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Lagos Pays N141bn to Bond Subscribers

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  • Lagos Pays N141bn to Bond Subscribers

The Lagos State Government Tuesday disclosed that it had paid a total sum of N141.59 billion to bondholders in its various fixed rate bond programmes.

The bonds are the Lagos State N80 billion fixed rate programme 2, Series 1 floated in 2012 with a maturity date of 2013; N87.5 billion fixed rate programme 2, Series 2 floated in 2013 with a maturity date of 2020 and N47 billion fixed rate programme 3, series 1 floated in 2016 with a maturity date of 2023.

The figures were revealed on Tuesday at the fifth annual general meeting (AGM) between the state government and bond holders held in Lagos.

In the N80 billion fixed rate programme 2, Series 1 bond, the state government as at September 2017 had paid N76.17 billion to bond holders out of the N97.43 billion it contributed to the bond, leaving a balance of N30.34 billion invested in fixed income and treasury bills.

In the N87.5 billion fixed rate programme 2, Series 2 bond, the sum of N61.44 billion was paid to bond holders out of the N75.91 billion contributed by government, leaving a balance of N18.49 billion invested in fixed income and treasury bills.

In the N47 billion fixed rate programme 3, Series 1 bond floated last year, the sum of N3.9 billion had been paid to bond holders out of the N4.2 billion contributed by the government as at September 2017, leaving a balance of N229.7 million which had been invested in fixed income and treasury bills.

After the meeting, the Commissioner for Finance, Mr. Akinyemi Ashade disclosed that the various bonds had been used to upscale infrastructure development in the state in the areas of roads and bridges construction, water, transportation, health and waterfront infrastructural development.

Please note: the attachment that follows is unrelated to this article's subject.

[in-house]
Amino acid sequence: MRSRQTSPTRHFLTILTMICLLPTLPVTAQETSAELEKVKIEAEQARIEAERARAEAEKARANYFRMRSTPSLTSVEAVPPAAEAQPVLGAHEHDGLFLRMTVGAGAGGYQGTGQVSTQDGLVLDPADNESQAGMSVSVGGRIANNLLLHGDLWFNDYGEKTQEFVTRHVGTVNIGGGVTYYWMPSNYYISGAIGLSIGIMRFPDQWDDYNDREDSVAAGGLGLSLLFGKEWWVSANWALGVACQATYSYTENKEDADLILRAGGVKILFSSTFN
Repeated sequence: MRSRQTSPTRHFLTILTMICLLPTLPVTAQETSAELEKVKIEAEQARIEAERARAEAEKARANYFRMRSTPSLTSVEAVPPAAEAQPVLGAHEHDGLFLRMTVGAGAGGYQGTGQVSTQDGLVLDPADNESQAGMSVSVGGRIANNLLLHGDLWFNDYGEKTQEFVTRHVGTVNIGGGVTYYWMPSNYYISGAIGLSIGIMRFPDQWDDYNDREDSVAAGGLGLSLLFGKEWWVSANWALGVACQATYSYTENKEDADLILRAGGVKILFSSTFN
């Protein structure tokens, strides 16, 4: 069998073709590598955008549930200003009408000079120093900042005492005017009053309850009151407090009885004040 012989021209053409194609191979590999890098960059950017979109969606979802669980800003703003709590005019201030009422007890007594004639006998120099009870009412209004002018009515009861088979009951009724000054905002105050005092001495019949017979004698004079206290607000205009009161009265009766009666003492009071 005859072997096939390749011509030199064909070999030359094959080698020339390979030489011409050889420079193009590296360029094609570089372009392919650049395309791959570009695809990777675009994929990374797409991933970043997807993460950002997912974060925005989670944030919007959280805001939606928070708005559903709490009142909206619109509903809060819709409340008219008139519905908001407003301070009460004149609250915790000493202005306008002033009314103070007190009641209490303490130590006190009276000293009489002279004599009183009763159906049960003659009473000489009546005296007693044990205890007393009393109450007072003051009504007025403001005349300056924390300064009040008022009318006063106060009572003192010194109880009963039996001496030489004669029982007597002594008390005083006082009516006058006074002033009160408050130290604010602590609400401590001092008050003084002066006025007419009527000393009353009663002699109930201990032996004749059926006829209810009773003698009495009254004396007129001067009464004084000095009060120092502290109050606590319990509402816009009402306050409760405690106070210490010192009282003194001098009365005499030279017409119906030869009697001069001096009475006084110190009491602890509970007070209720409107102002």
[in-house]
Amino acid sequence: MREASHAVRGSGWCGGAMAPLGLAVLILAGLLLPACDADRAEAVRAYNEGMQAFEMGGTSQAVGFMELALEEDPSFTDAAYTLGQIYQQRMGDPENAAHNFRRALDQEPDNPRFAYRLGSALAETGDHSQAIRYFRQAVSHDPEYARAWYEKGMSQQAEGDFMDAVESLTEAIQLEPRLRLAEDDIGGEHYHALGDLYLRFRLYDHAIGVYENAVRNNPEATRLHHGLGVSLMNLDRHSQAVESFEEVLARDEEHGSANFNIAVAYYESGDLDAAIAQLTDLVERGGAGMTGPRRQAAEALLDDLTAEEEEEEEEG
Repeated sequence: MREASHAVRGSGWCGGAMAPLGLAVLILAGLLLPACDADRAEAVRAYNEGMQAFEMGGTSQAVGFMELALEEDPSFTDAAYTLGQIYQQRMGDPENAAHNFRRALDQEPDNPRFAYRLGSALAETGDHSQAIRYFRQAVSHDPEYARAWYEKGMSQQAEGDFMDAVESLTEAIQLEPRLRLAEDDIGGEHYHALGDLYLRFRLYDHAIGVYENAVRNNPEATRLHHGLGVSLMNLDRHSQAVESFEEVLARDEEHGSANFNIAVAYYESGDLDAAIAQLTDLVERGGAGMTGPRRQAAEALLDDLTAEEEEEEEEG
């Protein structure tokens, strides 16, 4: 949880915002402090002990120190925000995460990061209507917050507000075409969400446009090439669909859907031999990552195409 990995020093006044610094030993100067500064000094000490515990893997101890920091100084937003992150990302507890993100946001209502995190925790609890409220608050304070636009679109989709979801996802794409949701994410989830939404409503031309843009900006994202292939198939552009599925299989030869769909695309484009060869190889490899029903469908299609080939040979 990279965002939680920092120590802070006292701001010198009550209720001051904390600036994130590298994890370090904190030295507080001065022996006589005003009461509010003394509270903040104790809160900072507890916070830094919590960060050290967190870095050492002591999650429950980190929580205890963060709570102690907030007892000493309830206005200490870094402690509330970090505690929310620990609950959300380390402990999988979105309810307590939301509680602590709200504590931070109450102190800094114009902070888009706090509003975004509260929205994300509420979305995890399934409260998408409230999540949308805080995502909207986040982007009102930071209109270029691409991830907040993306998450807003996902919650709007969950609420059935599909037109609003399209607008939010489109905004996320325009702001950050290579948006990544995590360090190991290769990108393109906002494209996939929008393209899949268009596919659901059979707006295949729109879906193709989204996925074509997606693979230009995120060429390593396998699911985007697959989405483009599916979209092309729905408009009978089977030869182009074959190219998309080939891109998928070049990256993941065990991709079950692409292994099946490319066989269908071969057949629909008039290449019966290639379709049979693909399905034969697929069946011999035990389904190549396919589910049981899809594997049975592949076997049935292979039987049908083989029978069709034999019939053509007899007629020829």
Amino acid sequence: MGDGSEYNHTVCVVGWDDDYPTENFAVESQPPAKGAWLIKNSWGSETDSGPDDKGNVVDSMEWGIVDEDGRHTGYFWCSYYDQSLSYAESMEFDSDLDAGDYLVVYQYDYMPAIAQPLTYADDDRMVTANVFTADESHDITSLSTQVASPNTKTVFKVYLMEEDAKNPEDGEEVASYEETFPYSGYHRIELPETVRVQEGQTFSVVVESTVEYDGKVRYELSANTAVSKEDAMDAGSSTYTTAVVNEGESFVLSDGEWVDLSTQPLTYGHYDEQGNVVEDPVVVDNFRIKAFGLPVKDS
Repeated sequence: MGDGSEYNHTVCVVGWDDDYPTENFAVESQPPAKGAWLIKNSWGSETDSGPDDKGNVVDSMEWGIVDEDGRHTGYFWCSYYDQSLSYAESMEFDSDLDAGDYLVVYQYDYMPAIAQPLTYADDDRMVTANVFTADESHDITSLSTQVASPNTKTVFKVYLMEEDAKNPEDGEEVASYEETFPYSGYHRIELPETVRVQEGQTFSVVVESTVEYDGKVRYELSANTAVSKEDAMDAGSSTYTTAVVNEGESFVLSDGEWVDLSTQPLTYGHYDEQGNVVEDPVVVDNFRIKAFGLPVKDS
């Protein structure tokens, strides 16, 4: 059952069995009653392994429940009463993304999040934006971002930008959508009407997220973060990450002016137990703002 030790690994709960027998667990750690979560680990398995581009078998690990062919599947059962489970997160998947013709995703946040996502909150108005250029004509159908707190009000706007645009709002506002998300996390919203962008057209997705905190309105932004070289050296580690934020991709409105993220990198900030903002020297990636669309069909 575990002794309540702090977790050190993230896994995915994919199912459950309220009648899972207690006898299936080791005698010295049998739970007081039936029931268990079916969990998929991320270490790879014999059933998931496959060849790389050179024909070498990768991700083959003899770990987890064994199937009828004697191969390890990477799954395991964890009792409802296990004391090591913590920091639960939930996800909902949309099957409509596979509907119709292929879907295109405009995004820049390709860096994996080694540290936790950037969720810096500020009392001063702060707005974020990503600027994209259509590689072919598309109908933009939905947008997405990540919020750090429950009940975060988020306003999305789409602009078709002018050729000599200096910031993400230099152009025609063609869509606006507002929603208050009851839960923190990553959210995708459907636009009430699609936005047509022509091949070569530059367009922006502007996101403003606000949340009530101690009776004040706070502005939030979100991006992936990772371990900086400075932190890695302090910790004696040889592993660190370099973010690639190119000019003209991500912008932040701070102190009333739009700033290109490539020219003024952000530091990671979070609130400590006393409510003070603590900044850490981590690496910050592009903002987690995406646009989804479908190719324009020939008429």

According to him, $50 billion was needed to address infrastructure deficits in the state, which he said, was part of the reasons the government floated bonds to bridge the gap. Over time, two bridges had been constructed with the proceeds from the bonds while major infrastructure projects were upgraded across the metropolis.

Ashade said the state government was committed to uplifting its debt ratings and would borrow at reduced rate, saying that in the coming year, government was going to invest massively in projects.

Is the CEO/Founder of Investors King Limited. A proven foreign exchange research analyst and a published author on Yahoo Finance, Businessinsider, Nasdaq, Entrepreneur.com, Investorplace, and many more. He has over two decades of experience in global financial markets.

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Finance

Federal Government Clears $120m Debt to Gas Companies Amid Nigeria’s Power Crisis

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Gas-Pipeline

Amidst Nigeria’s persistent power crisis, the Federal Government has taken a pivotal step forward by clearing a significant portion of its debt to gas companies.

A sum of $120 million has been paid out of the country’s $1.3 billion indebtedness to gas suppliers, offering a glimmer of hope for improved energy stability across the nation.

The Minister of Power, Chief Adebayo Adelabu, underscored the critical role of gas in power generation and highlighted how the mounting debts had severely hampered gas supply to electricity-generating companies, exacerbating the country’s electricity shortfall.

Nigeria heavily relies on thermal power plants fueled by gas for over 70% of its electricity needs, making the timely settlement of gas debts paramount for enhancing power generation capacity and addressing the nation’s energy deficit.

Addressing delegates at the 7th Nigeria International Energy Summit in Abuja, the Director of the Decade of Gas Secretariat, Ed Ubong, expressed optimism about the government’s progress in offsetting its financial obligations to gas producers.

He emphasized the importance of aligning gas and power sectors to foster sustainable energy solutions.

As Nigeria grapples with the multifaceted challenges plaguing its energy landscape, the government’s commitment to settling outstanding gas debts marks a pivotal stride towards revitalizing the country’s power infrastructure and ensuring reliable electricity access for its citizens.